How Unicode can save math: part 1

Every casual math enthusiast has by now heard of the raging war between tau and pi.

The what?

Ok, I mean, tau’s gaining a little ground, but really, pi has the weight of history behind it, so “raging” and “war” might be overstating things a little. The point is that 3.14, et cetera, is a bad circle constant and there’s a more intuitive option, “tau.”

Take a 90-degree angle. In radians, it’s half pi, but one quarter tau makes much more sense:

A quarter cut out of a pizza
Half pi!

If we call 2 times pi “tau,” this slice is one quarter, and things just make more sense.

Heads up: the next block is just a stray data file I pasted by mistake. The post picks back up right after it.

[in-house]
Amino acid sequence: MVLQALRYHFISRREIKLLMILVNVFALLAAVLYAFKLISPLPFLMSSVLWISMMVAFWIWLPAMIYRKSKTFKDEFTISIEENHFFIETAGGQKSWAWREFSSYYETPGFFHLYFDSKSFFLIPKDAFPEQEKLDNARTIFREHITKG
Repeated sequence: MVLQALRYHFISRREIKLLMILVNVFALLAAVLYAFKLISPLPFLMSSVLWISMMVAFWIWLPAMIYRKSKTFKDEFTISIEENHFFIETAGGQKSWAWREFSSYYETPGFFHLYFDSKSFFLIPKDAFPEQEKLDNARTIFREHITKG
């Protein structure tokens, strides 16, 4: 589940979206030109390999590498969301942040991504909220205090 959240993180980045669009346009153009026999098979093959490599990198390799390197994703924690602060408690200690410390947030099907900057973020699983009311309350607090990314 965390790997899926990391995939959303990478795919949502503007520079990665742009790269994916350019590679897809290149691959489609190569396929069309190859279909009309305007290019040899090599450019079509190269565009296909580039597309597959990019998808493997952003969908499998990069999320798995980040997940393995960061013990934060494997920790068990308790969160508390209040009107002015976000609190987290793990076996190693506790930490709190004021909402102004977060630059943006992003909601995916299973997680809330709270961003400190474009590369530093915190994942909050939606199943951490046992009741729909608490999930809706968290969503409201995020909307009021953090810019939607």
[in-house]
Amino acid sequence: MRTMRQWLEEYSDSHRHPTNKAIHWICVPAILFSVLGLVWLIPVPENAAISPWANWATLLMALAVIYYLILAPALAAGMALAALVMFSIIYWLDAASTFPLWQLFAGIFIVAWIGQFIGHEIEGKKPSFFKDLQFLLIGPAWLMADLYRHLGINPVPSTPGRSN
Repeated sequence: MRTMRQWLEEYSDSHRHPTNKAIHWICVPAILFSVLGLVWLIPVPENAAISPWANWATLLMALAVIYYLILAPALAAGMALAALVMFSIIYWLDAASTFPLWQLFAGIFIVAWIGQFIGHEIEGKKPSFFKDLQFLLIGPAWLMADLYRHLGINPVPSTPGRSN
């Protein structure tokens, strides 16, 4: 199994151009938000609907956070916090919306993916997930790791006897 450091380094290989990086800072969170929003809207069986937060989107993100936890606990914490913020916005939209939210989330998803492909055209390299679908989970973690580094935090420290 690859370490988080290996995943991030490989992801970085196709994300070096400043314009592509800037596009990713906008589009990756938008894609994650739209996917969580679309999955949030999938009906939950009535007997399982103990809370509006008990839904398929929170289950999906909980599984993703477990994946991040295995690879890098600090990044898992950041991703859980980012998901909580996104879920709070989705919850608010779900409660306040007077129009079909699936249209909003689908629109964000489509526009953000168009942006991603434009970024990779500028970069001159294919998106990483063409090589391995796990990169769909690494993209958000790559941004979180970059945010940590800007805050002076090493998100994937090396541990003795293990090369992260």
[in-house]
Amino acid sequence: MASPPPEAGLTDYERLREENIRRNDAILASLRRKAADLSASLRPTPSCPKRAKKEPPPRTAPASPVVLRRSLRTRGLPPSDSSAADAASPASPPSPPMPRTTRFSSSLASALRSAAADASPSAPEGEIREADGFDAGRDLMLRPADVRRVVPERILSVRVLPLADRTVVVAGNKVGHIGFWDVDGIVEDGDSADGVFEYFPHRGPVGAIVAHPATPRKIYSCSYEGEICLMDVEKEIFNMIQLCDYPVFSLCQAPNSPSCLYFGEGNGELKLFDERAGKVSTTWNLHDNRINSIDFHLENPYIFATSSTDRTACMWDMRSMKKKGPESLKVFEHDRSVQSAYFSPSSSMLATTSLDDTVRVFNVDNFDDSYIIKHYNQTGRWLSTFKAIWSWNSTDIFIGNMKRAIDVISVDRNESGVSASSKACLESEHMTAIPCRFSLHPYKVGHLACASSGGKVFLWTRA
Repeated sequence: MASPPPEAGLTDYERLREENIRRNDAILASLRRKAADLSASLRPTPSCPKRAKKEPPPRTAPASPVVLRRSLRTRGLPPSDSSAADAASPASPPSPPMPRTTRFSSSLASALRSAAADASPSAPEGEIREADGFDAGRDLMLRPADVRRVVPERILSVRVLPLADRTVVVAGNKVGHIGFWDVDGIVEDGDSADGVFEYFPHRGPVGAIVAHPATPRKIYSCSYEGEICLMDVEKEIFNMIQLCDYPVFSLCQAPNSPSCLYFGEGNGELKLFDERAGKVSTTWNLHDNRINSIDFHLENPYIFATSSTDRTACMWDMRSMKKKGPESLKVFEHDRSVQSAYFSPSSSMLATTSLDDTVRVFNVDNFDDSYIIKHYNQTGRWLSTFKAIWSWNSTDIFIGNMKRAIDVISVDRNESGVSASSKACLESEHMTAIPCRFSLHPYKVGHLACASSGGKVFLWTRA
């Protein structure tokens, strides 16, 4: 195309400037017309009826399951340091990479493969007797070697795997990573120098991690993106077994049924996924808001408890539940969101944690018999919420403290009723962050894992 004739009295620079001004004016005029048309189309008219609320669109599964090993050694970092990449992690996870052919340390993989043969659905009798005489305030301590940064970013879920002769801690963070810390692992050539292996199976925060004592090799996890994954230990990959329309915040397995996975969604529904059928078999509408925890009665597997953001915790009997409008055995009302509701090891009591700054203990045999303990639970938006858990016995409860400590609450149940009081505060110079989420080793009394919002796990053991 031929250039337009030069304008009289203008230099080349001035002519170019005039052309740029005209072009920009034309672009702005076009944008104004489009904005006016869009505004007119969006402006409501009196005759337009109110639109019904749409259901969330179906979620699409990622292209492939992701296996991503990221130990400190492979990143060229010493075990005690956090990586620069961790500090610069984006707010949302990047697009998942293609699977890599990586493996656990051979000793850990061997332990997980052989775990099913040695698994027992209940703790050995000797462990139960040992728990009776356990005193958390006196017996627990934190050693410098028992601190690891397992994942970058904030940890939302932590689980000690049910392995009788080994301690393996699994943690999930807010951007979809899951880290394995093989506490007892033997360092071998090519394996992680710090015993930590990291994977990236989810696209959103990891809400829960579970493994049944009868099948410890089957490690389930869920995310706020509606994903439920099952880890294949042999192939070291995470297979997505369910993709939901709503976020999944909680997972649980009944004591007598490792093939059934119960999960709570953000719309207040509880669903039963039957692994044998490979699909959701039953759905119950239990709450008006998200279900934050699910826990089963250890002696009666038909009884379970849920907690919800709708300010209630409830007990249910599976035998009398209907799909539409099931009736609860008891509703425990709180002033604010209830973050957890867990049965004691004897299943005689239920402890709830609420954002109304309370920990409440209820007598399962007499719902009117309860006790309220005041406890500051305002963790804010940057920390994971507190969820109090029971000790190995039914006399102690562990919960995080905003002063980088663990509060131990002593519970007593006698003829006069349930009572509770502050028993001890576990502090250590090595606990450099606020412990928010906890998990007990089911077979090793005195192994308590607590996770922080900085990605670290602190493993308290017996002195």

Doesn’t seem to be catching on.

Not really, no. And tau has some problems too: for example τ=2π, but the tau glyph has only one leg and pi has two, so it looks like pi is twice tau. Shouldn’t tau have four legs? Clearly, the problem is this symbol: we need something more familiar. How about we just redefine pi to be twice itself?

Madness. Only confusion and chaos can result.

But not if we change the spelling. We’ll say that pie = 2pi.

Mathematicians will never go for it.

Perhaps, but food-based math has rich history. If you’re worried that it lacks a succinct one-character symbol, well, that’s where Unicode comes into the picture. In 2017, we finally have pie emoji, 🥧.

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